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How To Calculate The Intrinsic Value Of Stocks Like Warren Buffett

Warren Buffett is known by many as being the most influential and successful investor of our times. And that’s true — his track record shows you that he has achieved an annual return of 21% over the last 52 years(!).

Buffett is a value investor, which means that he doesn’t agree with the efficient market hypothesis and searches for undervalued stocks by the market. To find those promising investments he uses a financial number or estimate called the intrinsic value.

To arrive at the intrinsic value i.e. the true worth of a stock (or investment in general) like Warren Buffett you have to follow five simple steps.

First, I want to explain to you what the intrinsic value is and what it means in regard to stock investments. You can say that the intrinsic value is an estimated number that represents the true worth of an investment due to its fundamental financial numbers — the technique you will learn in this article (which may be the technique Warren Buffett uses) is looking on a company’s or investment’s future cashflows and estimates a worth based on those cashflow estimates.

Cashflow is basically the number at which you arrive when you take all the cash outflows and you add all the cash inflows. Without further details all you have to know is that cashflow is the “actual hard cash amount” i.e. the actual positive cash which flows into a company.

A quick note: Warren Buffett never showed his formulas and technique to arrive at the intrinsic value to the public, but through mentioning this method that we will discuss in detail now several times and through “reverse engineering” some of Buffett’s principles it is safe to say that he uses some kind or variation of the DCF analysis.


DCF analysis

The DCF analysis is the approach that is used to arrive at the intrinsic value of an investment (there are many more approaches, but the DCF analysis is one of the most effective and most probable approach that may be used by Buffett himself). DCF analysis stands for Discounted Cash Flow Analysis. You’ve probably already noticed that the name contains “discounted” and “cash flow” and that’s also the primary concept of arriving at the intrinsic value. Don’t panic when you don’t understand what discounting, terminal value, etc. is. We will go through it in detail and we are going to calculate the intrinsic value of an example stock (in our case Apple, Inc.).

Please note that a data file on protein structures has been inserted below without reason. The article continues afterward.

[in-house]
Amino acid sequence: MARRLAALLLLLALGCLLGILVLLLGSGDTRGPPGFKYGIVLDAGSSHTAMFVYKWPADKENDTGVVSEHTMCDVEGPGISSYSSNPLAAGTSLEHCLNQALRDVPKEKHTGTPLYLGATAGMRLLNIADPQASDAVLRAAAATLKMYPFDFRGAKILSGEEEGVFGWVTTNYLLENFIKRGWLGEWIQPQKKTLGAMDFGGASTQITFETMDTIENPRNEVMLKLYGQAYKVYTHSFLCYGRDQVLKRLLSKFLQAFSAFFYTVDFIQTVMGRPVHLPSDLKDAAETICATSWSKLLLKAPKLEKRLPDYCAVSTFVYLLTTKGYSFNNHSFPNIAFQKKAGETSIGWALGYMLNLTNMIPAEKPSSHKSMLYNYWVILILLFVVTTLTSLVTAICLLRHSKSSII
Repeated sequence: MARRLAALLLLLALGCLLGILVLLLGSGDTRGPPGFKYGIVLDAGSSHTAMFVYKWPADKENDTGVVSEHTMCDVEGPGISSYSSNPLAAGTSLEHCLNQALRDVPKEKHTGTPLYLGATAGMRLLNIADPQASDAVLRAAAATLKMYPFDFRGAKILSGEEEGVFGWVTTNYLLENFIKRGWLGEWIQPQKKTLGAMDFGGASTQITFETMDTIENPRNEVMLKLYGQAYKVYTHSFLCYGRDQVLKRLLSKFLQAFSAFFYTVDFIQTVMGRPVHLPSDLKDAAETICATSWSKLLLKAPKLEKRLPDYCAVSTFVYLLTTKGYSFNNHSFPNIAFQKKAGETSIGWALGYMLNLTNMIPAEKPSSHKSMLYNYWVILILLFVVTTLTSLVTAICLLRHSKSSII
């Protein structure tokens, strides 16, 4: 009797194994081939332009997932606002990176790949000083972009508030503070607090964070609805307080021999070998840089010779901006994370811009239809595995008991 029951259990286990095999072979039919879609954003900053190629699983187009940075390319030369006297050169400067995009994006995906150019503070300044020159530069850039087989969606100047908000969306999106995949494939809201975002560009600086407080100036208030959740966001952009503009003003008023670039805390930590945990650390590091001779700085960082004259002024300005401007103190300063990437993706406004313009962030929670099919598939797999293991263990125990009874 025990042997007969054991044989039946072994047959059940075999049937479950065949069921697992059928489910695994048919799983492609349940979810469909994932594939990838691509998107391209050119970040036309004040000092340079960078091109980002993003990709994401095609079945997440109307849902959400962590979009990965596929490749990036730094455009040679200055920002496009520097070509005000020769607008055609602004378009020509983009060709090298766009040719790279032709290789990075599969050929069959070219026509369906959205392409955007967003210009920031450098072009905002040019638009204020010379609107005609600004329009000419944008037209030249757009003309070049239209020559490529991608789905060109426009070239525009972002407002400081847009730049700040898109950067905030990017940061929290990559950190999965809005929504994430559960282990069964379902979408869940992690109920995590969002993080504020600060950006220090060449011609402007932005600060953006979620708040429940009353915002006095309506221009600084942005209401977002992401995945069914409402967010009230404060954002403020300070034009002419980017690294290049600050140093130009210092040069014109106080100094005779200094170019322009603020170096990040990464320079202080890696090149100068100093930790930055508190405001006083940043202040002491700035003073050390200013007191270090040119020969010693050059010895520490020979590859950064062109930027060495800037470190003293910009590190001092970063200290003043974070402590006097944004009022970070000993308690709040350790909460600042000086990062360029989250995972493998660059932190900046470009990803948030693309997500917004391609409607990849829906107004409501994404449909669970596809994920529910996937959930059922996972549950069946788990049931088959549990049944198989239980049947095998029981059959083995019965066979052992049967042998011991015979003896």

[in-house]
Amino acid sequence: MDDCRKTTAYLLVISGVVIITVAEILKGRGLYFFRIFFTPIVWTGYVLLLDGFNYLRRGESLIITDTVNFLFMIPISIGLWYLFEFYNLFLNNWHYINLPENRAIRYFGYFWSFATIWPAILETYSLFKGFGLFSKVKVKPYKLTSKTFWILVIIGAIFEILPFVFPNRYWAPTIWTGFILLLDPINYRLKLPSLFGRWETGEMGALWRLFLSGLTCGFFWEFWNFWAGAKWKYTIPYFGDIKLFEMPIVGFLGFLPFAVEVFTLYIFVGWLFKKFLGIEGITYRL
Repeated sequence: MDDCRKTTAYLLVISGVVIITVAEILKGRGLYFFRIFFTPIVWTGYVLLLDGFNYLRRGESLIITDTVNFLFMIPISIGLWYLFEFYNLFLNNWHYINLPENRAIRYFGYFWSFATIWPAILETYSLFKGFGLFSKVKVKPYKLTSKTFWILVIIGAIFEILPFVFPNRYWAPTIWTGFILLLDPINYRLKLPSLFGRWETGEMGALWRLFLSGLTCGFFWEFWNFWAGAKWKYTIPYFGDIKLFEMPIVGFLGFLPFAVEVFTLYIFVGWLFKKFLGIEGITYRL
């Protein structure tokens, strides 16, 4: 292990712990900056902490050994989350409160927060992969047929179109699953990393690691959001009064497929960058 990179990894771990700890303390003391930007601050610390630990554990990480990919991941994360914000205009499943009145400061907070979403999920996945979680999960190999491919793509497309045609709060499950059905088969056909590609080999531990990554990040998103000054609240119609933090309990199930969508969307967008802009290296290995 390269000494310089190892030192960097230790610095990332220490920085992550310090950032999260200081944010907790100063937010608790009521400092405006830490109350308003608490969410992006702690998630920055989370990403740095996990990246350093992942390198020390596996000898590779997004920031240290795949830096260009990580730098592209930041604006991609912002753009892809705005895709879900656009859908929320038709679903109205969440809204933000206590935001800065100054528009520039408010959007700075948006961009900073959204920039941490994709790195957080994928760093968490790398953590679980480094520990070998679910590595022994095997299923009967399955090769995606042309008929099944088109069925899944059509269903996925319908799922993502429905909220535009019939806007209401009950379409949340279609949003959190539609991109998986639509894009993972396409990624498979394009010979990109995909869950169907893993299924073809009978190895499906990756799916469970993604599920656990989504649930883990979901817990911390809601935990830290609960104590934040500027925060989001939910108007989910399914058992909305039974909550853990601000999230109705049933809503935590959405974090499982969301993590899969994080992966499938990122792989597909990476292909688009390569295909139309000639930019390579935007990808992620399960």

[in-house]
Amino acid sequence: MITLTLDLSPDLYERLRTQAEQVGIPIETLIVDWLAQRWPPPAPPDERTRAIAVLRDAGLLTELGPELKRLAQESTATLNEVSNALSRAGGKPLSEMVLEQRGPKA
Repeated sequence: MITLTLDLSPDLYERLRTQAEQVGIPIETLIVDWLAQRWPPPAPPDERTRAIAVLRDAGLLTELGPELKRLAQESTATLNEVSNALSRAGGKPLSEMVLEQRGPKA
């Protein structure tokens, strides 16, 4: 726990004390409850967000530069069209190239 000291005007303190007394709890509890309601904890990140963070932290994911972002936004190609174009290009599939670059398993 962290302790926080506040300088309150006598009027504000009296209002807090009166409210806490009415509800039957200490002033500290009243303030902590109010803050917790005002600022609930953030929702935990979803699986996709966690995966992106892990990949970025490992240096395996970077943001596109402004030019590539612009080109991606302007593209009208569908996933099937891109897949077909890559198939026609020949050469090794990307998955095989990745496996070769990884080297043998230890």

As I’ve written in the beginning of this article there are five steps in determining the intrinsic value like Warren Buffett:

  1. Estimate future cash flows

1. Estimate future cash flows

The first step of the DCF analysis is to estimate or predict the future cash flows of the company (or investment in general). To do this you could either rely on analyst estimates, calculate the historic growth rate and decide whether the company is able to grow at its historic rate or estimate and predict those future cash flows by yourself (be cautious when predicting them by yourself!).

I prefer to calculate the historic growth rate and decide whether the company is able to grow at that rate in the future (or whether I have to adjust the number a little bit). Another good (but not always reliable) way is to use analyst numbers and estimates. The third option is to predict them by yourself, which should be your last option (especially when you are a beginner in investing). Many people think they can predict better than analysts, but that’s mostly not the case. Analysts are actually pretty good predictors, which makes sense when think about how many years of experience the most financial analysts have. So please do not think that you can predict financials better without any experience than an analyst with many years of experience doing exactly this.

By how many years should we predict the cash flows? Well, I use always five years. You can use ten years when you think of long-term investments, but you have to consider that it gets harder and harder to predict cash flows farther in the future. Predicting the next five years cash flow is easier than predicting the next ten or even twenty years.

Because I mainly use the historic growth rate as an indicator of future cash flows we have to calculate the historic annual growth rate of our example Apple. To do this we have to go to a major financial site (my favorite is www.morningstar.com ; just type into Google: “Apple stock ratios morningstar” and click on the first result).


You’ll get to a page that looks like this.